Definition of mortify in English:

mortify

verb

[WITH OBJECT]
  • 1Cause (someone) to feel very embarrassed or ashamed:

    ‘she was mortified to see her wrinkles in the mirror’
    ‘how mortifying to find that he was right’
    • ‘I am mortified that any discussions about my private life should come out in this way.’
    • ‘She quickly pulled the covers to her neck, feeling mortified to be caught wearing a hospital gown.’
    • ‘I hope their parents were mortified when told their children were involved in this type of thing.’
    • ‘‘Yeah… it's mortifying to know what happened to him’, Maria remarked.’
    • ‘I am mortified that this improper, unethical and simply unacceptable breach of confidential files may have occurred on my watch.’
    • ‘I was mortified and apologised profusely to Button's adviser.’
    • ‘Marianne finds this attention mortifying, as she thinks the Colonel, who is thirty-five and talks of flannel waistcoats, is too old to be a lover.’
    • ‘Mum is standing over me assembling a costume and I am mortified because not only is my costume home made, it is made out of a brown paper rubbish bag.’
    • ‘When they told us we couldn't vote I was absolutely mortified.’
    • ‘I'm always mortified when something like that happens.’
    • ‘Grandma once told me I mortified my mother by saying, ‘I always love coming to Grandma's because it's so clean.’’
    • ‘Teacher Jane Norton said: ‘The poor girl who was looking after him was mortified.’’
    • ‘I laughed it off but, deep down, I was absolutely mortified.’
    • ‘I'm mortified to think someone has to get injured or worse for anything to be done.’
    • ‘It's mortifying that my middle-aged mother is marrying a guy who is only four years older than me.’
    • ‘Everyone laughed at me and I was duly mortified.’
    • ‘I was totally mortified, wondering what people thought was happening in there!’
    • ‘‘I was mortified that on my second case I had done exactly what I had set out to avoid at all costs,’ he said.’
    • ‘Kelly looked mortified at Roxie's suggestion.’
    • ‘If I break a glass at someone else's house, I'm mortified beyond belief.’
    embarrass, humiliate, chagrin, shame, discomfit, abash, horrify, appal, crush
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  • 2Subdue (the body or its needs and desires) by self-denial or discipline:

    ‘return to heaven by mortifying the flesh’
    • ‘It's a form of catharsis that by mortifying flesh you will actually develop your spiritual side.’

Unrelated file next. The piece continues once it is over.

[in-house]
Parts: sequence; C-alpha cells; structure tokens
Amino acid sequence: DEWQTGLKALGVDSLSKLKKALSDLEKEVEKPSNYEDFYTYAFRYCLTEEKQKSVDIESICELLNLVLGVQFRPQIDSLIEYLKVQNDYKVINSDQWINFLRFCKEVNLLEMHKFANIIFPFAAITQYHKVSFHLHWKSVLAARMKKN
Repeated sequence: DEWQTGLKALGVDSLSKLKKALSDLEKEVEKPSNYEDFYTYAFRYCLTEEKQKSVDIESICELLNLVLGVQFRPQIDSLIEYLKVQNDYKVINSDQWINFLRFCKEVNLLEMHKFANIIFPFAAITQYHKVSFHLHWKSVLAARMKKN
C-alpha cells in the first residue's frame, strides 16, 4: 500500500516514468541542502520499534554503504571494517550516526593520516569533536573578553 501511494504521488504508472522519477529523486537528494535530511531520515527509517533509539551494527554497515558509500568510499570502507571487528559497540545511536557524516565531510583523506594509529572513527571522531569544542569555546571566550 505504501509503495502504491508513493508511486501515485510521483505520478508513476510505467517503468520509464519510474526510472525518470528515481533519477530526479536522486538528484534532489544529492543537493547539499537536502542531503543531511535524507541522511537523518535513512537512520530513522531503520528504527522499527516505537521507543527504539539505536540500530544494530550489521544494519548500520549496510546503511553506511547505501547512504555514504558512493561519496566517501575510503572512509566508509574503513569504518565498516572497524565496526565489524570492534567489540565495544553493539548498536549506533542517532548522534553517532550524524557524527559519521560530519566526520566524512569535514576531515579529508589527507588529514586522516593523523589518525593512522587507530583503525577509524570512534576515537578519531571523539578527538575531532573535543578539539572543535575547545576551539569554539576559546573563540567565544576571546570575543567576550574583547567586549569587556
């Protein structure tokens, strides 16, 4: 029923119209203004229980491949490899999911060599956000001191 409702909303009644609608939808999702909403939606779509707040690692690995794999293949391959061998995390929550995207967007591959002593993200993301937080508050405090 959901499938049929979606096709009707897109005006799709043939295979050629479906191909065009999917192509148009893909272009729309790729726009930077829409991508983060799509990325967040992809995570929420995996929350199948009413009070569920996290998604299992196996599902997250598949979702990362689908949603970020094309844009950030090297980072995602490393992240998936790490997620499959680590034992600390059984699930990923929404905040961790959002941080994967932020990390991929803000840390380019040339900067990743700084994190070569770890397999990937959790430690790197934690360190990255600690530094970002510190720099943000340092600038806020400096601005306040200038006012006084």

• ‘Many of the Christian systems chastise the body and mortify it.’
    • ‘There was room for two people to move comfortably, and a little altar of rock, at which Probus had prayed from sunrise to sunset, mortifying the flesh, dreaming of the Millennium.’
    • ‘People who mortify the body in some way will always command a voyeuristic interest.’
    • ‘It subdues and mortifies evil desires and blasphemous thoughts as they rise within; and answers unbelief and error as they assault from without.’
    • ‘Stoics sought to free themselves from bodily concerns by philosophical contemplation, while some Christians found value in mortifying the flesh, thereby turning their thoughts to the immortality of the soul.’
    • ‘His path was called ‘the Middle Way’, between life in society (seeking pleasures) and the life of a rigorous ascetic (fasting and mortifying the flesh).’
    • ‘If there is no more posting for a few hours, it will be because the Professor is mortifying the flesh with whips, chains and other penitent aids.’
    • ‘Asceticism and self-flagellation mortified the flesh.’
    subdue, suppress, subjugate, control, restrain, get under control
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  • 3[no object] (of flesh) be affected by gangrene or necrosis:

    ‘a scratch or cut in Henry's arm had mortified’
    • ‘The wound mortified and caused his death on 14 November 1804.’
    • ‘He received a cut of the thumb, was afterwards made an out-patient of the infirmary, but the wound mortified, produced lock-jaw, and death ensued.’
    become gangrenous, fester, putrefy, gangrene, rot, decay, decompose
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Origin

Late Middle English (in the senses ‘put to death’, ‘deaden’, and ‘subdue by self-denial’): from Old French mortifier, from ecclesiastical Latin mortificare kill, subdue, from mors, mort- death.

Pronunciation:

mortify

/ˈmɔːtɪfʌɪ/